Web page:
Black Tech Week...‘Silver Valley’ rises...DealFlow.Miami launches...IntroHive brings jobs...

·3 min read

Black Tech Week Wraps

Erick Gavin, senior program manager at the Center for Black Innovation, said the focus this year was on how African Americans can better break into tech, as well as looking at how technology serves to enhance Black communities. It was also BTW’s first time operating under the Center for Black Innovation moniker.

Among the speakers at the 7th BTW, which wrapped Friday, was Miami Mayor Francis Suarez. Gavin said his biggest takeaway from the mayor’s remarks was that while tech can be “a force for democratization,” civic leaders must be intentional about designing Miami if they want tech to have that effect on all communities. “We have seen the negative effects that happens when a city or location is not intentional about being inclusive when it comes to technology and innovation,” Gavin said. “However, Miami can be a leading example of the opposite if we execute with intention.”

“Silver Valley”: A health/age tech boomlet

UpsideHōM founder and CEO Jake Rothstein says the seeds of a “Silver Valley” for technology companies focused on aging are now being laid in South Florida. Rothstein was previously with family-on-demand firm Papa; between those two companies, along with personalized coaching platform Longevo, teaching-tech-to-seniors startup Carevocacy, telehealth group MDLive (acquired by Evernorth, a unit of insurance giant Cigna, in February), and online pharmacy GeniusRX (founded by Papa CEO Andrew Parker’s father, Randy Parker), a critical mass of businesses are forming that “are either directly in the age-tech space or cater to the older-adult demographic in a meaningful way — all could be considered part of this ‘Silver Valley’ health/age tech movement here.”

UpsideHōM recently announced it raised $2.25 million seed investment round led by northeast-based Triple Impact Capital and San Francisco-based Freestyle Capital, with participation from accelerator network Techstars.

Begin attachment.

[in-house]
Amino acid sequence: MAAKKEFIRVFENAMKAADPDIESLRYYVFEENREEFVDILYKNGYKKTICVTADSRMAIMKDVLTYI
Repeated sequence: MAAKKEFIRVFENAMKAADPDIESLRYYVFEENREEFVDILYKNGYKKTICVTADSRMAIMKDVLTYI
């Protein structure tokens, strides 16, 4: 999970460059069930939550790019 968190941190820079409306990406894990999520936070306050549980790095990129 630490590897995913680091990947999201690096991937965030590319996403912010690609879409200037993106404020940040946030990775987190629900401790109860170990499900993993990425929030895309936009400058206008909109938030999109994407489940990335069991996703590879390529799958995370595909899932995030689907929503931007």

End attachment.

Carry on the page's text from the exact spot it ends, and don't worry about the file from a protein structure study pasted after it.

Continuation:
Jody Glidden, CEO of sales software group IntroHive, plans to bring 100 employees to its new Miami headquarters.
Jody Glidden, CEO of sales software group IntroHive, plans to bring 100 employees to its new Miami headquarters.

Sales software startup plans Miami jobs

IntroHive, a sales software, announced last month it had raised $100 million. Much of that will be flowing into Miami in the next year, as the Canadian company, which previously lacked a formal U.S. headquarters, re-centers its efforts around a Magic City office that will be home to as many as 100 employees. CEO and co-founder Jody Glidden has been in Miami since 2011, but says the pandemic and Mayor Suarez’s efforts have legitimized the city in the eyes of the broader tech community in a way that it had not previously been.

Originally [moving to Miami] was a lifestyle choice,” Glidden said, “but in the past year it’s completely flipped. Now it’s a hot tech environment with a lot better availability of resources, more networking opportunities, more investors — it’s been night and day.”

DealFlow newsletter highlights startups raising $$$

Brian Breslin, founder and chairman of Refresh Miami, and Jared Schwitzke, most recently a Bay Area tech executive, have launched DealFlow.Miami, a new newsletter designed to connect investors to companies raising funds. “We’re trying to solve the problem that there is a lack of exposure to people raising funds in Miami,” Breslin said in an email. “Investors and startup founders are still a largely siloed set of groups and we’re hoping to remove those barriers. We’re sending a bi-weekly digest with a curated selection of companies actively raising to an audience of investors. We aren’t brokers, and we aren’t taking a fee on this.”

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